The importance of a smile

When we are happy we smile and when we are sad we frown. If you think about it the other way, could smiling make us feel good?


There have been studies carried out throughout the years by many scientists who have deeply researched the connection between facial expressions and emotions. One of the first to publish this idea was Charles Darwin in 1972 who said that merely by expressing the emotion you feel could make it more intense. William James was one of the well known psychologists of the 19th century who was convinced that a person who doesn’t show any emotions has no feelings as all. It’s obvious that nowadays this can be disputed but we cannot deny the connection between body language, especially facial expressions and what we feel.

One of the studies carried out by psychologists at the University of Cardiff concluded that because of the limited ability to frown on people who have had botox injections, these people are on average happier than the ones without undergoing any facial fillers treatments.

So do you think that smiling more could improve our mood? We should give it a try and see what works for us because at the end of the day we are all different and unique.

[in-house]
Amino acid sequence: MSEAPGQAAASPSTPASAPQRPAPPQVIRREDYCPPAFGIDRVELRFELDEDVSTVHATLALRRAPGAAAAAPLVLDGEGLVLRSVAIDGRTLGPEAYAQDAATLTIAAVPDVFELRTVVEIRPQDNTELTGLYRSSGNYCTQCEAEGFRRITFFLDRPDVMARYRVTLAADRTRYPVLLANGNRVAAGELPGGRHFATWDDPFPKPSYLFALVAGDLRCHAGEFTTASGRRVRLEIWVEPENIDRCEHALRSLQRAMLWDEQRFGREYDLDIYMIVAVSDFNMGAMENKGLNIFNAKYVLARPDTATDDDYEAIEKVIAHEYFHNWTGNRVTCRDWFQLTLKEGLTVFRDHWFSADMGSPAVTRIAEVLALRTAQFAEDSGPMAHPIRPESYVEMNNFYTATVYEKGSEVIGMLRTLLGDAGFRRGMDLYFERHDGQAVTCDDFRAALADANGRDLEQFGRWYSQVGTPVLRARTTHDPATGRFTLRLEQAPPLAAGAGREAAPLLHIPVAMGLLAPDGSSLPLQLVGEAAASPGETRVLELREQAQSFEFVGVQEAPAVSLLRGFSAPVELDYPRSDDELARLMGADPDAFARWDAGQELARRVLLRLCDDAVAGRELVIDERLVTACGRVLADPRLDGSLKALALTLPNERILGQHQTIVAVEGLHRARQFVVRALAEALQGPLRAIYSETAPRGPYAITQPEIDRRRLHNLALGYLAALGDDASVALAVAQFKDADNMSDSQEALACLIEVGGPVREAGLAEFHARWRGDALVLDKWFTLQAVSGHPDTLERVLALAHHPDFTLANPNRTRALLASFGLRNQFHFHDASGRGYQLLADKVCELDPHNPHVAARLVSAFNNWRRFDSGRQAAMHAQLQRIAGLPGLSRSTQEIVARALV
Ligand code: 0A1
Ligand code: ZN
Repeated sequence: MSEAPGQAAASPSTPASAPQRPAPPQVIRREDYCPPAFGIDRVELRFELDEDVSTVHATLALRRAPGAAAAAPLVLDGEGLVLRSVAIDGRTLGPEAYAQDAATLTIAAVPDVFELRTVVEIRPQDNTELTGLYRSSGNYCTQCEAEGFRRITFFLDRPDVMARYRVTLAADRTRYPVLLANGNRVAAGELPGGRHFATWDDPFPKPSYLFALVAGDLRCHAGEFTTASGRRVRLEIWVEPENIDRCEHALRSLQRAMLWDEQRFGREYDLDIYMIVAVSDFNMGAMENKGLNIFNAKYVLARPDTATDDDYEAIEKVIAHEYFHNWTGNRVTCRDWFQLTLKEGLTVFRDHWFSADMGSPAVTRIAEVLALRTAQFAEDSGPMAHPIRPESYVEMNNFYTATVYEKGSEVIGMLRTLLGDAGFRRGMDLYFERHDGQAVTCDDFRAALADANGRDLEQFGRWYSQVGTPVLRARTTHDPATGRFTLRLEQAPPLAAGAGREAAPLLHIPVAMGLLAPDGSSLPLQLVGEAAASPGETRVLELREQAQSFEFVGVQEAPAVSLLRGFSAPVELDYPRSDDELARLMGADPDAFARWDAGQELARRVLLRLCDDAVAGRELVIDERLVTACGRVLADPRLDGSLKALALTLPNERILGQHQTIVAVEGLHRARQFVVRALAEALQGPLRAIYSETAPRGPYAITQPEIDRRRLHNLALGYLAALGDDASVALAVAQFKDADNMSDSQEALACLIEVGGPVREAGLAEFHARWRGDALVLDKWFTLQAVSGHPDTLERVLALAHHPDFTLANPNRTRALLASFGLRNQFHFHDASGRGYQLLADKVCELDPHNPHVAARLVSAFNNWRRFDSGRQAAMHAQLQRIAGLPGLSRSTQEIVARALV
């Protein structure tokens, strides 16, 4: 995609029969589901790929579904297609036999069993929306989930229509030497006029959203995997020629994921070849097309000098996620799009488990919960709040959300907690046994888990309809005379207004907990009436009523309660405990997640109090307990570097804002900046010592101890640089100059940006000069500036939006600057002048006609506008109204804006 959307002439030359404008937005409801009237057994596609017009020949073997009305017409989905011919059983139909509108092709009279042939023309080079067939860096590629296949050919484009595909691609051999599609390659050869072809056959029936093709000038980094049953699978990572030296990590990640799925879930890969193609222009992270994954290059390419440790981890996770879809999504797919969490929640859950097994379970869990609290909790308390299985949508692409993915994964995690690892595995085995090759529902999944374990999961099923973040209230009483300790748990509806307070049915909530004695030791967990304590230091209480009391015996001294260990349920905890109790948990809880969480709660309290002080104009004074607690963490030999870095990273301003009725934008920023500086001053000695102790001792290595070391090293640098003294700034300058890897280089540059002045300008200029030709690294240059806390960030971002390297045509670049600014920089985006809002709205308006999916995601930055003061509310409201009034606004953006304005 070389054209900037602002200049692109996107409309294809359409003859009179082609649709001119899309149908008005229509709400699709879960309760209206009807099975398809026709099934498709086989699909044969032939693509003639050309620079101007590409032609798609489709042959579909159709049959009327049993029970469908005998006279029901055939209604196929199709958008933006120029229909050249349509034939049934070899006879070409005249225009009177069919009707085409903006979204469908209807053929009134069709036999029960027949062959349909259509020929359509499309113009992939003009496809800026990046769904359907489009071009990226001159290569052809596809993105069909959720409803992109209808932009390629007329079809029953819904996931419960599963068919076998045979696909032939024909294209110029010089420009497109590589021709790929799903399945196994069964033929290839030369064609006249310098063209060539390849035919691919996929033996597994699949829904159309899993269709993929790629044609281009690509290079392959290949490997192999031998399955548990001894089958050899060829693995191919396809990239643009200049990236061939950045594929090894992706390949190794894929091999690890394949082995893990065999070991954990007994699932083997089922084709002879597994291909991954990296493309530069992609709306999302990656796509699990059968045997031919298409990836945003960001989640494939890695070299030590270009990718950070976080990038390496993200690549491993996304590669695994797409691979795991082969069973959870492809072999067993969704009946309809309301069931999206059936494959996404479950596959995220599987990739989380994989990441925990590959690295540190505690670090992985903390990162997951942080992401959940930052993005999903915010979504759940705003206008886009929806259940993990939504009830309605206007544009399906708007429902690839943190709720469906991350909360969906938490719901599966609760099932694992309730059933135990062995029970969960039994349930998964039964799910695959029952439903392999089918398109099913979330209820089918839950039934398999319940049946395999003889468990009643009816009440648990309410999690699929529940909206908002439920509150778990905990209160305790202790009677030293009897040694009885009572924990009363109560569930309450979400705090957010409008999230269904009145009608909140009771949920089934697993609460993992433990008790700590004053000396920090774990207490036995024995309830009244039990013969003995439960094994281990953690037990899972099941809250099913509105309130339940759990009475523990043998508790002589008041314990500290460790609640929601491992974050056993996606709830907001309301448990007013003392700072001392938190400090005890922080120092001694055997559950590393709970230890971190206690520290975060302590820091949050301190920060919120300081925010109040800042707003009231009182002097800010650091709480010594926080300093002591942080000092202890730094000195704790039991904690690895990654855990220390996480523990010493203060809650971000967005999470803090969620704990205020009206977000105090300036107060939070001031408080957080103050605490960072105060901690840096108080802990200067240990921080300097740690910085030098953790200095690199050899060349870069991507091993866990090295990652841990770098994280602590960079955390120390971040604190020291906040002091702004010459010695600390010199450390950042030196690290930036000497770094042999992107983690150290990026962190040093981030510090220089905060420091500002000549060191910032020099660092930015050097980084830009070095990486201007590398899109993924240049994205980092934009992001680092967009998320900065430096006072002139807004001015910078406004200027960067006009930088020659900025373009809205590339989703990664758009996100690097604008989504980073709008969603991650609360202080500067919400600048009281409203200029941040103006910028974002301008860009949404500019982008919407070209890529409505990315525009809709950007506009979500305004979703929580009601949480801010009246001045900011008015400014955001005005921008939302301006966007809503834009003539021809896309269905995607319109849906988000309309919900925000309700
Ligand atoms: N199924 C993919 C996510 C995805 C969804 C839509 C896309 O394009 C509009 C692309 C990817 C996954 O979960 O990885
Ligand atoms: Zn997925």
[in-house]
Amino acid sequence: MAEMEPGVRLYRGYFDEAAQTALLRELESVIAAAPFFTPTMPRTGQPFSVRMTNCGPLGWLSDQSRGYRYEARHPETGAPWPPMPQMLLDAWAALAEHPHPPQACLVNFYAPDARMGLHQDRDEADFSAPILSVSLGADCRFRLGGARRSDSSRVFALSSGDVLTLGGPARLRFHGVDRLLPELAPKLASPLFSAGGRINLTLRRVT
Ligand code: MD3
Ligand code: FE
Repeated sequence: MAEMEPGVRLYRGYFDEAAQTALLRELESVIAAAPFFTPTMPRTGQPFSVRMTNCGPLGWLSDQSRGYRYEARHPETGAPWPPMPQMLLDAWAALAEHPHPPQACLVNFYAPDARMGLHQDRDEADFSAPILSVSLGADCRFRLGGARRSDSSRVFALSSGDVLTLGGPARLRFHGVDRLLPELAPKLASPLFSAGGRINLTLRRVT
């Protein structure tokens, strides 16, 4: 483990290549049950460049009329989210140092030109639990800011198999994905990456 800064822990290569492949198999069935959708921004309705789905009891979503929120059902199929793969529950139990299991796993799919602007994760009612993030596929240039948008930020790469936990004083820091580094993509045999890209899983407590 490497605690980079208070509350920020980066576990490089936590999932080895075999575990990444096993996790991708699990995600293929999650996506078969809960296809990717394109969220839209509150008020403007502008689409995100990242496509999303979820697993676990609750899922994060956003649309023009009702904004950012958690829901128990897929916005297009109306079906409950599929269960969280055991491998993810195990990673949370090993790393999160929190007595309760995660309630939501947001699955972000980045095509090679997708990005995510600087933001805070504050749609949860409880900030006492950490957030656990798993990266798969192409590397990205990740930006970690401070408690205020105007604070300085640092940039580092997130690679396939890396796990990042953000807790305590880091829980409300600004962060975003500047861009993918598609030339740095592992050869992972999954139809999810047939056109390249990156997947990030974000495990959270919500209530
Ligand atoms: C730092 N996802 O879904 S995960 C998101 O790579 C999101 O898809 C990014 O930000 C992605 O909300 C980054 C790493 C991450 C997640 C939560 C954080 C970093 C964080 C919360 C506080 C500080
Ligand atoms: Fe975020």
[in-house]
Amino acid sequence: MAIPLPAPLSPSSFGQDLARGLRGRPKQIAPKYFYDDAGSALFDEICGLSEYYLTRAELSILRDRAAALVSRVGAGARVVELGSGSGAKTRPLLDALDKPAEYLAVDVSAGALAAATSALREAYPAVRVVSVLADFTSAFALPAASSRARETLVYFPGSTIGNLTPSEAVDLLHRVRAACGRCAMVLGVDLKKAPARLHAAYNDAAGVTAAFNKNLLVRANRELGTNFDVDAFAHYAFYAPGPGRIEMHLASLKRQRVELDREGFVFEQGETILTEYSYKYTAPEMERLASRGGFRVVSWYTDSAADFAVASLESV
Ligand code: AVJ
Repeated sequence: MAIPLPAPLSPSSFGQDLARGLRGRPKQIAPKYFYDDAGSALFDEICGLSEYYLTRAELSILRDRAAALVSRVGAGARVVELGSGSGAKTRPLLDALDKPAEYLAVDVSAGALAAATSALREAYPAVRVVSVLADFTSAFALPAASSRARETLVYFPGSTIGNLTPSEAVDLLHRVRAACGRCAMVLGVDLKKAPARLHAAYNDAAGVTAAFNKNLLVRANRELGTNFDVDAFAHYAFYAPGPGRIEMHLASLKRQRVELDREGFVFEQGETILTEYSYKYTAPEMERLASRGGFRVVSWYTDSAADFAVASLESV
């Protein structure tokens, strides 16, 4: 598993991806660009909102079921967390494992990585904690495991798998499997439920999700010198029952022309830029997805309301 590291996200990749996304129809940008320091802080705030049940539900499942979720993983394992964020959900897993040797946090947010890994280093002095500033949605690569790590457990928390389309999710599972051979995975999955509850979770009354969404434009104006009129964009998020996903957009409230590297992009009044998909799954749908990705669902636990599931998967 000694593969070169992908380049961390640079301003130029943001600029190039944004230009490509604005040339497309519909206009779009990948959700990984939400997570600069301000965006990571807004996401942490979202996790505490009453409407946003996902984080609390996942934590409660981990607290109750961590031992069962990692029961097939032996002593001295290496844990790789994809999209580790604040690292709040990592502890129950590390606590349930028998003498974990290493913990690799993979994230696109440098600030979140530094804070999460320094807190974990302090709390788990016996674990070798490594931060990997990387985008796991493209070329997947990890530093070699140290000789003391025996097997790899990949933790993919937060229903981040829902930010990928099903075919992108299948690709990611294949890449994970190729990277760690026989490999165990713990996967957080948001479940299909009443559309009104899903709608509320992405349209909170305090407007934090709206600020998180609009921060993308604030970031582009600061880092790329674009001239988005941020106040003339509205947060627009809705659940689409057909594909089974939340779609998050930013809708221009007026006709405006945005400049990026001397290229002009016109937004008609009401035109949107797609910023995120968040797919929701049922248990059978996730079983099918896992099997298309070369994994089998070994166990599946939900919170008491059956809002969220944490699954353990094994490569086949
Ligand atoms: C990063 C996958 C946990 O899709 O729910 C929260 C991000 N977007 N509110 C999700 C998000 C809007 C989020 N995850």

There are various reasons for showing a happy face but let’s go through the most important ones. Apart from the fact that, as you can see above, it could make you feel better, it makes the ones you interact with feel better too. And the entire communication process turns out to be improved.

It’s also known as a good de-stress method. Apparently if you smile when in a stressful situation the level of anxiety drops and your breathing slows down which will make you more relaxed. Why not give that a try next time your boss is on your case.

Studies have shown that one of the main features people assess in a prospective partner is the teeth.

Smiling also makes us look more attractive, so do not stop showing your pearly whites as you might miss out on something really good!

It releases endorphins, natural pain killers and serotonin in the brain. In a study on the effects of smiling on the overall mood of the subjects the people who were told to smile during a certain procedure have recorded a lower level of pain than the ones who were told to frown.

Smiling changes our mood and can be contagious, it lifts up the face and makes us look younger, it triggers changes in our body that we have never thought about and it’s so easy to do by just effortlessly flexing our facial muscles.

Giving all of the benefits that a simple smile can give us, why is there we don’t do it more often? What’s stopping us? Maybe the fact the we don’t think about it that much so next time you are in a situation that needs a bit of a lift try and pull out a big fat smile for everyone to see.